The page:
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Deborah German, MD Vice President for Health Affairs and Dean, UCF College of Medicine

As we approach the fall and winter holiday season, how can you plan festivities and still protect your guests, family and the community during COVID-19? The CDC offers suggestions to supplement local and state regulations that are in place.

Different types of celebrations hold different risks of spreading the virus. Holding a holiday event with members of your own household poses a low risk. Holding a large party in an indoor place with people who have flown in from across the country is a high-risk celebration. Here are things to consider:

  • What is the infection rate in your community and in the community from which your guests are traveling? Before you decide whether to host a holiday celebration, determine the current levels of COVID-19 in your area. Are cases spiking? Where are your guests coming from? What are the levels of infection in those areas? Will your guests be flying in and navigating crowded planes and airports? Will they be driving in and making frequent stops along the way? All of these factors can increase the risk that one of your guests will be exposed to the virus or be infected when they arrive at your home. Gatherings with people who have traveled from different locations pose a higher risk than gatherings with attendees who live in the same area. 
  • Is anyone in your household or on your guest list at higher risk? Navigating the holidays means looking out for everyone’s health. While you may not be at high risk for COVID-19 complications, consider all of the people who live in your home or might be at your event. Do you have elderly people in your household or on your guest list? What about people with conditions like diabetes, heart disease or asthma? Are any of your guests undergoing cancer or other medical treatments that can compromise their immunity?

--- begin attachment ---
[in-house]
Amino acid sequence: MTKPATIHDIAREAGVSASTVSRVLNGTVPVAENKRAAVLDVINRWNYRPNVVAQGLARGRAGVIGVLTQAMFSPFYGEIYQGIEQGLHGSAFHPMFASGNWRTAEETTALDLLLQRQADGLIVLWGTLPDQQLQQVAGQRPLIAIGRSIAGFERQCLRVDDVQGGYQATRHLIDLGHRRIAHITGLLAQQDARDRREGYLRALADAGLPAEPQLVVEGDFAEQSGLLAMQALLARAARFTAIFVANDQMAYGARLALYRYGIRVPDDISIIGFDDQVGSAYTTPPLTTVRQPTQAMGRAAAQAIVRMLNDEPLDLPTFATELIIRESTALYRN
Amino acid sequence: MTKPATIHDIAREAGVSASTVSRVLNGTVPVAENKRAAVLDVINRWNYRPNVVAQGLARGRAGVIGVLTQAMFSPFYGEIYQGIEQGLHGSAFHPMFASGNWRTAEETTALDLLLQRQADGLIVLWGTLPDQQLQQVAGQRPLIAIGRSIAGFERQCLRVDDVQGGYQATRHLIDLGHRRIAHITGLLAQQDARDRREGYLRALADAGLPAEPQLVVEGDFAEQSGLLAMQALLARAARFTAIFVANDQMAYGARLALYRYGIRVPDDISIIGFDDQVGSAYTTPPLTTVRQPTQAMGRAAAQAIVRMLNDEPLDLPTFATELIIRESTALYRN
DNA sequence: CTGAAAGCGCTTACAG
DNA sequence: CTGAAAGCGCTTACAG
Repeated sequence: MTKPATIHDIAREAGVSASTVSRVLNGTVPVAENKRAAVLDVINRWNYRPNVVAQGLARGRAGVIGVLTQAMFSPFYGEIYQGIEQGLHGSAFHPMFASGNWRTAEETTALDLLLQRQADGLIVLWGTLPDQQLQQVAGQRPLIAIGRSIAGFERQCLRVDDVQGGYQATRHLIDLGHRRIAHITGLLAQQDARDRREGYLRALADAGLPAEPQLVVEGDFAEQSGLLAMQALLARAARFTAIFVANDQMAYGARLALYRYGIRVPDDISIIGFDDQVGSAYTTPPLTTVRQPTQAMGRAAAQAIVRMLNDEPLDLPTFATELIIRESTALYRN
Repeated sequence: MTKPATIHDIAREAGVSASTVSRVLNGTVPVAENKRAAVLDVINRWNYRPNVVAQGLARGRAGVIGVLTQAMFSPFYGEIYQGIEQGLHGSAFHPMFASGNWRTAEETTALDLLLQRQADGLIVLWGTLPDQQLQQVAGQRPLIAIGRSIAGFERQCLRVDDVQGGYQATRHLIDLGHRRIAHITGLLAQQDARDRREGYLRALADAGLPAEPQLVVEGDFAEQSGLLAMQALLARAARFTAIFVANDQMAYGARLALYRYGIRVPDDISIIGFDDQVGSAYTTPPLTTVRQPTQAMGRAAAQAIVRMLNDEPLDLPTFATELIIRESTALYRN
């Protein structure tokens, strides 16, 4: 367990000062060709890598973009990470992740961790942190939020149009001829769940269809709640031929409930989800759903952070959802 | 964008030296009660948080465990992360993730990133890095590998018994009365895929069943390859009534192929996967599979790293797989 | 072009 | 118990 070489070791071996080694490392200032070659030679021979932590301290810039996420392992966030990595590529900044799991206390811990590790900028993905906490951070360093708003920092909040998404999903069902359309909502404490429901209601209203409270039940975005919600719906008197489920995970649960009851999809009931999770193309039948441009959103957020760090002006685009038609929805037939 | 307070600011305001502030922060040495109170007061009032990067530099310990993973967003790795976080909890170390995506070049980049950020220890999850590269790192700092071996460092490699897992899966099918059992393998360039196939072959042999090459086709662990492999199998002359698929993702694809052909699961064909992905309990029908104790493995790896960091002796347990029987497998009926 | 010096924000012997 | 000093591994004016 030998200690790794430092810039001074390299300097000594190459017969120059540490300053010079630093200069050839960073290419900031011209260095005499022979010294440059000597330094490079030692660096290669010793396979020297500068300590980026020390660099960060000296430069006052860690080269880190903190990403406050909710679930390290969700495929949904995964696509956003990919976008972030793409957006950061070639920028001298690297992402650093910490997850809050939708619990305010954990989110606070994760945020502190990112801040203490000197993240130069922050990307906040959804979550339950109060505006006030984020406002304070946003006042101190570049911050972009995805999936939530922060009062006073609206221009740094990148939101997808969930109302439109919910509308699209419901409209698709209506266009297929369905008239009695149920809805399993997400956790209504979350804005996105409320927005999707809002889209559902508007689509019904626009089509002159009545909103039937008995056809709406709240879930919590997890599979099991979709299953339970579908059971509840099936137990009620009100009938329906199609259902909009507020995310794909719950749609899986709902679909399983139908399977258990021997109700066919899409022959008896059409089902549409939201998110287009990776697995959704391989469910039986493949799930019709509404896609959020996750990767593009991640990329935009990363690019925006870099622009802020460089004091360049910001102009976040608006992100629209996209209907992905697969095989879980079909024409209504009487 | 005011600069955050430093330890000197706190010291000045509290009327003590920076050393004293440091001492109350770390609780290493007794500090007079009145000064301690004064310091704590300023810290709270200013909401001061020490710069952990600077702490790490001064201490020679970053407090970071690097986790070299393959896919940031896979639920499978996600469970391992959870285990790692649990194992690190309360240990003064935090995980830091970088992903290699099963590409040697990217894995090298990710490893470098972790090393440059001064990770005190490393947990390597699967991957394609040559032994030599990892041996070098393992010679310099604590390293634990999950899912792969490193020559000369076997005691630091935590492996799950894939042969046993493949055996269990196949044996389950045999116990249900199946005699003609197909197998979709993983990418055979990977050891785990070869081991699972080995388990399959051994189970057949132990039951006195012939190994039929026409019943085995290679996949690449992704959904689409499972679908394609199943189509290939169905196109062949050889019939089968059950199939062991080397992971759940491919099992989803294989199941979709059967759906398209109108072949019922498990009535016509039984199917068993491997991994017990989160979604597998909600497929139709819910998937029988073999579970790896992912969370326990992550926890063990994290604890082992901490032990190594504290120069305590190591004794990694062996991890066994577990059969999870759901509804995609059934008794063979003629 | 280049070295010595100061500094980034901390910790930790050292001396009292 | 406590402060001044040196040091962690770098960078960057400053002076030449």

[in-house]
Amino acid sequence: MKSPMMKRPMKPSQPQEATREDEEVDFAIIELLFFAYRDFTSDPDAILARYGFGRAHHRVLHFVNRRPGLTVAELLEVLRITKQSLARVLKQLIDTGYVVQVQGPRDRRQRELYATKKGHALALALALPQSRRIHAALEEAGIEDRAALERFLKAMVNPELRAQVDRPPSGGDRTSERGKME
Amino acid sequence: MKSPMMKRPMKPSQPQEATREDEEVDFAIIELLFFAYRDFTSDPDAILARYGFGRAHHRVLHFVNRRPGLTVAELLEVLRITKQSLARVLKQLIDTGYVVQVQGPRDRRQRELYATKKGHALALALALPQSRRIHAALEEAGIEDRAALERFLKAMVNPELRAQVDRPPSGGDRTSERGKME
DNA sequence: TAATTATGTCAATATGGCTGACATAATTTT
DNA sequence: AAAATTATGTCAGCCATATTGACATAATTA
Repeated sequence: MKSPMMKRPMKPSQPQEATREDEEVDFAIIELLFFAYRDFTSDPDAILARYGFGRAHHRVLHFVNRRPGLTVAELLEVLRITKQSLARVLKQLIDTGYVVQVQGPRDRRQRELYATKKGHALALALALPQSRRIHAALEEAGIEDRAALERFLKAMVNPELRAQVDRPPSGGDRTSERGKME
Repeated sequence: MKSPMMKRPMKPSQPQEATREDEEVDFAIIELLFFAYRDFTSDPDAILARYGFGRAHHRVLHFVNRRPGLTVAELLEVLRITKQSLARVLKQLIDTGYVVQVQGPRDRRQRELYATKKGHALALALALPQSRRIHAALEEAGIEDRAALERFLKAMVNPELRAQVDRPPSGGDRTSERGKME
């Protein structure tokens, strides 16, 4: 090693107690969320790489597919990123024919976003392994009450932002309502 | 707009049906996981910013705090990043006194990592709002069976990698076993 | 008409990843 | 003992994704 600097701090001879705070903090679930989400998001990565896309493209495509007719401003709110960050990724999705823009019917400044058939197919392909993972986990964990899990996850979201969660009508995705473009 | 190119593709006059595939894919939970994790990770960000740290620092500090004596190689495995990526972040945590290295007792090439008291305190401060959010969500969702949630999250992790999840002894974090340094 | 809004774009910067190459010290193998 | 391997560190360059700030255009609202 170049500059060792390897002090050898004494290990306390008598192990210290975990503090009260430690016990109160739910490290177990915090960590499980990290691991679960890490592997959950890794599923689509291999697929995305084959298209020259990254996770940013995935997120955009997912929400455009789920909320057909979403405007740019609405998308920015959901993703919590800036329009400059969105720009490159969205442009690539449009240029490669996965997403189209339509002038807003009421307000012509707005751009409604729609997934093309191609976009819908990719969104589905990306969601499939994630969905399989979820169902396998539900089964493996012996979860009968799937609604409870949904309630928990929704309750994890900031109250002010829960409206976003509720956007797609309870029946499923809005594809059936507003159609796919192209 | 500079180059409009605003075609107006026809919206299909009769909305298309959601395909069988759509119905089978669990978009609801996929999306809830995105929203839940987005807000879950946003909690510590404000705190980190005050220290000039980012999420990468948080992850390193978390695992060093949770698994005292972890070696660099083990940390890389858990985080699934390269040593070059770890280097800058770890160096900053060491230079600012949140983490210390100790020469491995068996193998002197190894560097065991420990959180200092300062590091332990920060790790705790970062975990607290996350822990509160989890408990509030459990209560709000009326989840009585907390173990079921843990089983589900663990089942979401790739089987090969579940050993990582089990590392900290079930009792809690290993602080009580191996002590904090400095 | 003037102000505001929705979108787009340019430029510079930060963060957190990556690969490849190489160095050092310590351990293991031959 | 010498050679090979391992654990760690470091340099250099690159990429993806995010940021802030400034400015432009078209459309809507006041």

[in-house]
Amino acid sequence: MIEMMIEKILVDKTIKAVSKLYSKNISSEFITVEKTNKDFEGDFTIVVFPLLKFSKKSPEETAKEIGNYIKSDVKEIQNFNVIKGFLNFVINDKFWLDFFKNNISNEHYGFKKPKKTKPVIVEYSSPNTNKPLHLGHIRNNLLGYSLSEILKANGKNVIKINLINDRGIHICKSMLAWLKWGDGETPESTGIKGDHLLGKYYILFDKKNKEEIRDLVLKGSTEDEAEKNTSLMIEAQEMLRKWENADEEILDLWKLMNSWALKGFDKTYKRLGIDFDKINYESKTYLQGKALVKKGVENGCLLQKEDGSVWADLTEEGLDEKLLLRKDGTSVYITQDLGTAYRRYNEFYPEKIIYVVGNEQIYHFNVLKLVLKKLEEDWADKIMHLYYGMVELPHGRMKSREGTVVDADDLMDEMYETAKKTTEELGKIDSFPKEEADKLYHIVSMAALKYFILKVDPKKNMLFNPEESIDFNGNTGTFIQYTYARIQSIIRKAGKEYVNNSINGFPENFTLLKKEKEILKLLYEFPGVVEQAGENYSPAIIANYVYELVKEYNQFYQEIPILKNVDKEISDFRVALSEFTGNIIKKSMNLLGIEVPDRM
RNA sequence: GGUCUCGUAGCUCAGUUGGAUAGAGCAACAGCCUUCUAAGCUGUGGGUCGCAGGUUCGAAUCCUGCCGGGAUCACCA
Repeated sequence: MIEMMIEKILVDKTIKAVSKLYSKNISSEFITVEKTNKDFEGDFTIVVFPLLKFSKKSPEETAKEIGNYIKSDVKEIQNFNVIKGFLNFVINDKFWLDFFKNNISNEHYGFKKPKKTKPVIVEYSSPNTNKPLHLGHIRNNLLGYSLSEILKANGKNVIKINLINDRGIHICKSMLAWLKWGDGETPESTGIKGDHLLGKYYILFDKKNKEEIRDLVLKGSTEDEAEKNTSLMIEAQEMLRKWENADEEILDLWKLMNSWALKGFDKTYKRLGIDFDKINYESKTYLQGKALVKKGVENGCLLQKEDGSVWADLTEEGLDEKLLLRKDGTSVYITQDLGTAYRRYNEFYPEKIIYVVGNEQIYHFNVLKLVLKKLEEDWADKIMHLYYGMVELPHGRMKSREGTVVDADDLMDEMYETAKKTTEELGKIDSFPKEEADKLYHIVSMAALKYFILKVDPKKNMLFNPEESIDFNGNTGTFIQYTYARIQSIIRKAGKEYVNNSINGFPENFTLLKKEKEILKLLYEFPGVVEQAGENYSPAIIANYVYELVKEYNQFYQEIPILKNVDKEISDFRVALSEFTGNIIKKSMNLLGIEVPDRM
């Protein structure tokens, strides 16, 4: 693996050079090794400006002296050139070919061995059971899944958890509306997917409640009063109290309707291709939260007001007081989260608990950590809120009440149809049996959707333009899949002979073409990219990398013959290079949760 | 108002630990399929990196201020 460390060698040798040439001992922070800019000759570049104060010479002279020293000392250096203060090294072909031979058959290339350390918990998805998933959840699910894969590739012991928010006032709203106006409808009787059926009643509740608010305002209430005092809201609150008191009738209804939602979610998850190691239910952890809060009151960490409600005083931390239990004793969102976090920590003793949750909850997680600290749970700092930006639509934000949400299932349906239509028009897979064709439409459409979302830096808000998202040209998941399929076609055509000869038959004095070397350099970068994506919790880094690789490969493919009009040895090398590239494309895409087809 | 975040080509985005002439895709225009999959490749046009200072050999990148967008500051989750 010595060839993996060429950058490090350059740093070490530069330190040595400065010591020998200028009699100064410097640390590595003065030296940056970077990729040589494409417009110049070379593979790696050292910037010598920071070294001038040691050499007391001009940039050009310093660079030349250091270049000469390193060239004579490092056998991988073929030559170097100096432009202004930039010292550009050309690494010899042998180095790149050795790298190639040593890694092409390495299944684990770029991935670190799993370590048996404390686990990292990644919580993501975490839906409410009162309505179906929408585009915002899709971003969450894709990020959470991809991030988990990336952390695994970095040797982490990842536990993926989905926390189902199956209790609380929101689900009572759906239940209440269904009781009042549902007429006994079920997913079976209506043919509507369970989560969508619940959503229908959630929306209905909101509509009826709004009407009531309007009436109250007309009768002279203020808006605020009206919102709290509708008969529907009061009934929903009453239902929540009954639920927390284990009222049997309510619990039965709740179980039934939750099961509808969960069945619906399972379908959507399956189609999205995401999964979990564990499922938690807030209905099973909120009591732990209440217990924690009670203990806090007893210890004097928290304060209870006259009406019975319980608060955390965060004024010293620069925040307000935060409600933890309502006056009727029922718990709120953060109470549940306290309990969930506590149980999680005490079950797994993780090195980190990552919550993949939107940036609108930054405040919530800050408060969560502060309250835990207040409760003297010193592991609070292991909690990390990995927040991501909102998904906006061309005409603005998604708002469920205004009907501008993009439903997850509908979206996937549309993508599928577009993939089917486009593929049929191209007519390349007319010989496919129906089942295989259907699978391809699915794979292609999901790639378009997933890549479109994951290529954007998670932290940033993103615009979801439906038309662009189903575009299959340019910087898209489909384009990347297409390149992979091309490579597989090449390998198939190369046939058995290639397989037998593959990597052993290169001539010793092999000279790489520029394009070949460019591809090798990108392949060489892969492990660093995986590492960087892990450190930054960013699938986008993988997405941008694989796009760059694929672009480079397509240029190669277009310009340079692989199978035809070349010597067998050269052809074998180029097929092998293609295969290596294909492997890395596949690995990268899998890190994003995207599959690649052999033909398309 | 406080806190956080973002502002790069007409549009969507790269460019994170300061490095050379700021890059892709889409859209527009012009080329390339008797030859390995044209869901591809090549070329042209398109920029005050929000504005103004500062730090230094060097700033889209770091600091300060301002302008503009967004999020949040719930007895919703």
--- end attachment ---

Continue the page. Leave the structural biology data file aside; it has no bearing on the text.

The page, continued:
• What about event logistics? The safest location for a celebration is outdoors, where ventilation is better and it’s easier to socially distance. If you are attending or hosting an indoor event, limit the number of guests. Keep windows open to increase air flow. If you are at an indoor activity, avoid crowds and close contact – people tend to gather in the kitchen. Don’t have a buffet. Instead, serve individual plates or pre-packaged items, or ask guests to bring their own food. Set up separate seating areas to keep people 6 feet apart. Have extra masks and hand sanitizer on hand, and keep your party shorter. If you plan to serve alcohol, remember that people may forget about COVID-19 precautions after they begin drinking. If you don’t have the space or logistics to handle an indoor event safely, hold a small event with just members of your immediate household or family. Then hold a virtual party of some kind. Sing songs, share recipes, dance.
  • Has anyone in your household been sick? You or members of your household should not host a celebration if you have symptoms of COVID-19, are awaiting test results, may have been exposed to the virus in the last 14 days, or have been diagnosed with COVID-19 and have not met the criteria for when it is safe to be around others.

Any gathering can spread germs so be sure to get your flu shot before the holiday bustle begins. Getting a flu vaccine is essential to protecting your health and the health of your families, colleagues and friends. Have a safe holiday season.

COVID-19 health tips are brought to you by UCF’s Academic Health Sciences Center (AHSC), which includes the Colleges of Health Professions and Sciences (CHPS), Medicine, Nursing and Student Health Services. 

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